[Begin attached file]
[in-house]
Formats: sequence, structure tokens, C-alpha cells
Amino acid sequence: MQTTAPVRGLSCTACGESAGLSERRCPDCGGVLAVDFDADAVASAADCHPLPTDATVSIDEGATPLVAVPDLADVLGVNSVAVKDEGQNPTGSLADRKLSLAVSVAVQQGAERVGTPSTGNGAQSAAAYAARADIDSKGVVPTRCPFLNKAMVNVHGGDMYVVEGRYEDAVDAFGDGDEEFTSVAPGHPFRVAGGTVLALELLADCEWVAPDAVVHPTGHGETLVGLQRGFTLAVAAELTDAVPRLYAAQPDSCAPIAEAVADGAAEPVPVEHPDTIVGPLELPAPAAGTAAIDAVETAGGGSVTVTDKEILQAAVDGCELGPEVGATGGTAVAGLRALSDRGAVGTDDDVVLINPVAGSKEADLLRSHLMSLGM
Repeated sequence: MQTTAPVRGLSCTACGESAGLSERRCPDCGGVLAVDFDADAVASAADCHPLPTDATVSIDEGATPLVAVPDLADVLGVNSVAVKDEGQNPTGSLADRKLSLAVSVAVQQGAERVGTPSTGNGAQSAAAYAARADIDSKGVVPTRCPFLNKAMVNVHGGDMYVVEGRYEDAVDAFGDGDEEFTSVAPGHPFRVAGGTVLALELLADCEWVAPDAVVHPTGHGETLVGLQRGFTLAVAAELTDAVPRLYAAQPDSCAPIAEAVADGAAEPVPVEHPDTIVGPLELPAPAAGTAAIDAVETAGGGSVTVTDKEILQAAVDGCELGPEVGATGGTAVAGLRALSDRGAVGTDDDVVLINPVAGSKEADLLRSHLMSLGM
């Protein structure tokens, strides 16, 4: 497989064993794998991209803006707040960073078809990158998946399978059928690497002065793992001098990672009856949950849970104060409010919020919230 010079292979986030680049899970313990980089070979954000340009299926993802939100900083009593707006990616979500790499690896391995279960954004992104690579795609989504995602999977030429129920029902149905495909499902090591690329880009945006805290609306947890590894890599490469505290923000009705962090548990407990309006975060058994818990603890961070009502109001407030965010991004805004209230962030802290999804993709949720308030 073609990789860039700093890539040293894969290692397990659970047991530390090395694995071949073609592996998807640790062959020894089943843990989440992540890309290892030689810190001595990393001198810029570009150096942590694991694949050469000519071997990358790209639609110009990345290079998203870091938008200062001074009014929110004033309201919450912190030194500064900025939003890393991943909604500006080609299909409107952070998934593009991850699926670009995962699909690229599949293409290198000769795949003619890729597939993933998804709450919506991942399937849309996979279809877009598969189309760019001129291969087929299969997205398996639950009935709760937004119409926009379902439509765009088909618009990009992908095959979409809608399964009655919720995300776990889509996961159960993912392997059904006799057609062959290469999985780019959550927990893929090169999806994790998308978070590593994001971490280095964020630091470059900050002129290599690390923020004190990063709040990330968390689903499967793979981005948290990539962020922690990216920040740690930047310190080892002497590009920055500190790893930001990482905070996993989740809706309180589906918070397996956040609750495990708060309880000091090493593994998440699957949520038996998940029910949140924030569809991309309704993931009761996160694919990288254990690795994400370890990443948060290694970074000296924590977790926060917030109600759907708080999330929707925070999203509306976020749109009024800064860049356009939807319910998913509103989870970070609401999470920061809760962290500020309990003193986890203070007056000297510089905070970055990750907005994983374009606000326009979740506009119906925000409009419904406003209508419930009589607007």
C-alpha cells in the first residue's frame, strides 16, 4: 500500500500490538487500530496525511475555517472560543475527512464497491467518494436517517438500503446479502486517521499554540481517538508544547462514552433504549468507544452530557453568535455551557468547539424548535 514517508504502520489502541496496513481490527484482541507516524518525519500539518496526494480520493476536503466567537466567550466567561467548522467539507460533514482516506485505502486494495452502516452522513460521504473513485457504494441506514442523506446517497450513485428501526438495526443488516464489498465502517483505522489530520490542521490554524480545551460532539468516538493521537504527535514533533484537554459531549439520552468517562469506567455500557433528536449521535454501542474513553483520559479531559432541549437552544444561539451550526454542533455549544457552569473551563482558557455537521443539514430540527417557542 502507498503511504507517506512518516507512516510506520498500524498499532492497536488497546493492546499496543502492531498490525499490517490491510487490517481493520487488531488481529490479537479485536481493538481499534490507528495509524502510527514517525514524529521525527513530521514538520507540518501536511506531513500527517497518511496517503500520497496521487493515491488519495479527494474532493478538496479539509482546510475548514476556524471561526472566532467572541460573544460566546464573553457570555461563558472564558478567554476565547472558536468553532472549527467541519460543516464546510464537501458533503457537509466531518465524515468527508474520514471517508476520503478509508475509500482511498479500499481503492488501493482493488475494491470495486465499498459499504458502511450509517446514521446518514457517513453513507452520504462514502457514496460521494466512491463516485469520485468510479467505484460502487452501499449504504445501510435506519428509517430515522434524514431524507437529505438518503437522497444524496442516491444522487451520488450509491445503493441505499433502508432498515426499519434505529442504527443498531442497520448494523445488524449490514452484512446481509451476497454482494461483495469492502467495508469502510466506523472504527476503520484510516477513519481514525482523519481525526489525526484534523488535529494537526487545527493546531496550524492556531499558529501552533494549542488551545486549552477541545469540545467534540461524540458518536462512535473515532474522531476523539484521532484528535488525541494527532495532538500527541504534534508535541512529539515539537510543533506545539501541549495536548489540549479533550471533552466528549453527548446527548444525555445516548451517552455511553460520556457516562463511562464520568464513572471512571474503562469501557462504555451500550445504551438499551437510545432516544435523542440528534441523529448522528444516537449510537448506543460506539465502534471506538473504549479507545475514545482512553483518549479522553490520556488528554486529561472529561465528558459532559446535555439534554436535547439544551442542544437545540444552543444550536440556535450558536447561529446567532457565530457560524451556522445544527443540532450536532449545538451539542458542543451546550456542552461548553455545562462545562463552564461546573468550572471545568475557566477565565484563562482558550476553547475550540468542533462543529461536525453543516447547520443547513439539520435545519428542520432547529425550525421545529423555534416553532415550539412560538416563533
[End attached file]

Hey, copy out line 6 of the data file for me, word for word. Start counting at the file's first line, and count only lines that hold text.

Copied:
C-alpha cells in the first residue's frame, strides 16, 4: 500500500500490538487500530496525511475555517472560543475527512464497491467518494436517517438500503446479502486517521499554540481517538508544547462514552433504549468507544452530557453568535455551557468547539424548535 514517508504502520489502541496496513481490527484482541507516524518525519500539518496526494480520493476536503466567537466567550466567561467548522467539507460533514482516506485505502486494495452502516452522513460521504473513485457504494441506514442523506446517497450513485428501526438495526443488516464489498465502517483505522489530520490542521490554524480545551460532539468516538493521537504527535514533533484537554459531549439520552468517562469506567455500557433528536449521535454501542474513553483520559479531559432541549437552544444561539451550526454542533455549544457552569473551563482558557455537521443539514430540527417557542 502507498503511504507517506512518516507512516510506520498500524498499532492497536488497546493492546499496543502492531498490525499490517490491510487490517481493520487488531488481529490479537479485536481493538481499534490507528495509524502510527514517525514524529521525527513530521514538520507540518501536511506531513500527517497518511496517503500520497496521487493515491488519495479527494474532493478538496479539509482546510475548514476556524471561526472566532467572541460573544460566546464573553457570555461563558472564558478567554476565547472558536468553532472549527467541519460543516464546510464537501458533503457537509466531518465524515468527508474520514471517508476520503478509508475509500482511498479500499481503492488501493482493488475494491470495486465499498459499504458502511450509517446514521446518514457517513453513507452520504462514502457514496460521494466512491463516485469520485468510479467505484460502487452501499449504504445501510435506519428509517430515522434524514431524507437529505438518503437522497444524496442516491444522487451520488450509491445503493441505499433502508432498515426499519434505529442504527443498531442497520448494523445488524449490514452484512446481509451476497454482494461483495469492502467495508469502510466506523472504527476503520484510516477513519481514525482523519481525526489525526484534523488535529494537526487545527493546531496550524492556531499558529501552533494549542488551545486549552477541545469540545467534540461524540458518536462512535473515532474522531476523539484521532484528535488525541494527532495532538500527541504534534508535541512529539515539537510543533506545539501541549495536548489540549479533550471533552466528549453527548446527548444525555445516548451517552455511553460520556457516562463511562464520568464513572471512571474503562469501557462504555451500550445504551438499551437510545432516544435523542440528534441523529448522528444516537449510537448506543460506539465502534471506538473504549479507545475514545482512553483518549479522553490520556488528554486529561472529561465528558459532559446535555439534554436535547439544551442542544437545540444552543444550536440556535450558536447561529446567532457565530457560524451556522445544527443540532450536532449545538451539542458542543451546550456542552461548553455545562462545562463552564461546573468550572471545568475557566477565565484563562482558550476553547475550540468542533462543529461536525453543516447547520443547513439539520435545519428542520432547529425550525421545529423555534416553532415550539412560538416563533